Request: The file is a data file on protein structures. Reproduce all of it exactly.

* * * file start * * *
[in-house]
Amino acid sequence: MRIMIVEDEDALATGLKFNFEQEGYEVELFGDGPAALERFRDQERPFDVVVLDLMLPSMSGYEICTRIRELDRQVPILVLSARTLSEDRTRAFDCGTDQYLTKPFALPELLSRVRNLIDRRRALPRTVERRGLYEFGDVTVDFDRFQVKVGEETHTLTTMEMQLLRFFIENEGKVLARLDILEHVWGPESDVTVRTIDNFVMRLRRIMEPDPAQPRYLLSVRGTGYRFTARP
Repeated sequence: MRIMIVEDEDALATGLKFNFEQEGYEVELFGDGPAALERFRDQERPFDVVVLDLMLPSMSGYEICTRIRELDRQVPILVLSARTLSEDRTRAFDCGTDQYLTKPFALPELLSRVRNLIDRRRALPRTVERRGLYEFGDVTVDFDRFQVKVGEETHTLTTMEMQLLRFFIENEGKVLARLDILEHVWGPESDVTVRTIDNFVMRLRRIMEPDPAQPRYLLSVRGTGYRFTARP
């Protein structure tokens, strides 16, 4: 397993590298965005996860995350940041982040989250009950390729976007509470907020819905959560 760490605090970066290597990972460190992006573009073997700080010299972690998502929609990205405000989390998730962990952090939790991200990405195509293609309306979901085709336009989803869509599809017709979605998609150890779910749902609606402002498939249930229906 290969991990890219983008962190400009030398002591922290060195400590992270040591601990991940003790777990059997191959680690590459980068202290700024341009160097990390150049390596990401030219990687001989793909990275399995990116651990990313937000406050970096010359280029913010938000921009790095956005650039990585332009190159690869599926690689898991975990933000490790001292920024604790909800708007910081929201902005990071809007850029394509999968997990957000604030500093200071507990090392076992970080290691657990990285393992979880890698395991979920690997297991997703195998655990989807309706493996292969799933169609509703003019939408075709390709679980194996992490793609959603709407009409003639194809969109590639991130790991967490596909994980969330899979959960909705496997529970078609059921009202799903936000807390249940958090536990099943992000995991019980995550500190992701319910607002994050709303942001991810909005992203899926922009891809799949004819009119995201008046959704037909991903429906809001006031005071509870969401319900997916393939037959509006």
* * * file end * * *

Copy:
[in-house]
Amino acid sequence: MRIMIVEDEDALATGLKFNFEQEGYEVELFGDGPAALERFRDQERPFDVVVLDLMLPSMSGYEICTRIRELDRQVPILVLSARTLSEDRTRAFDCGTDQYLTKPFALPELLSRVRNLIDRRRALPRTVERRGLYEFGDVTVDFDRFQVKVGEETHTLTTMEMQLLRFFIENEGKVLARLDILEHVWGPESDVTVRTIDNFVMRLRRIMEPDPAQPRYLLSVRGTGYRFTARP
Repeated sequence: MRIMIVEDEDALATGLKFNFEQEGYEVELFGDGPAALERFRDQERPFDVVVLDLMLPSMSGYEICTRIRELDRQVPILVLSARTLSEDRTRAFDCGTDQYLTKPFALPELLSRVRNLIDRRRALPRTVERRGLYEFGDVTVDFDRFQVKVGEETHTLTTMEMQLLRFFIENEGKVLARLDILEHVWGPESDVTVRTIDNFVMRLRRIMEPDPAQPRYLLSVRGTGYRFTARP
């Protein structure tokens, strides 16, 4: 397993590298965005996860995350940041982040989250009950390729976007509470907020819905959560 760490605090970066290597990972460190992006573009073997700080010299972690998502929609990205405000989390998730962990952090939790991200990405195509293609309306979901085709336009989803869509599809017709979605998609150890779910749902609606402002498939249930229906 290969991990890219983008962190400009030398002591922290060195400590992270040591601990991940003790777990059997191959680690590459980068202290700024341009160097990390150049390596990401030219990687001989793909990275399995990116651990990313937000406050970096010359280029913010938000921009790095956005650039990585332009190159690869599926690689898991975990933000490790001292920024604790909800708007910081929201902005990071809007850029394509999968997990957000604030500093200071507990090392076992970080290691657990990285393992979880890698395991979920690997297991997703195998655990989807309706493996292969799933169609509703003019939408075709390709679980194996992490793609959603709407009409003639194809969109590639991130790991967490596909994980969330899979959960909705496997529970078609059921009202799903936000807390249940958090536990099943992000995991019980995550500190992701319910607002994050709303942001991810909005992203899926922009891809799949004819009119995201008046959704037909991903429906809001006031005071509870969401319900997916393939037959509006």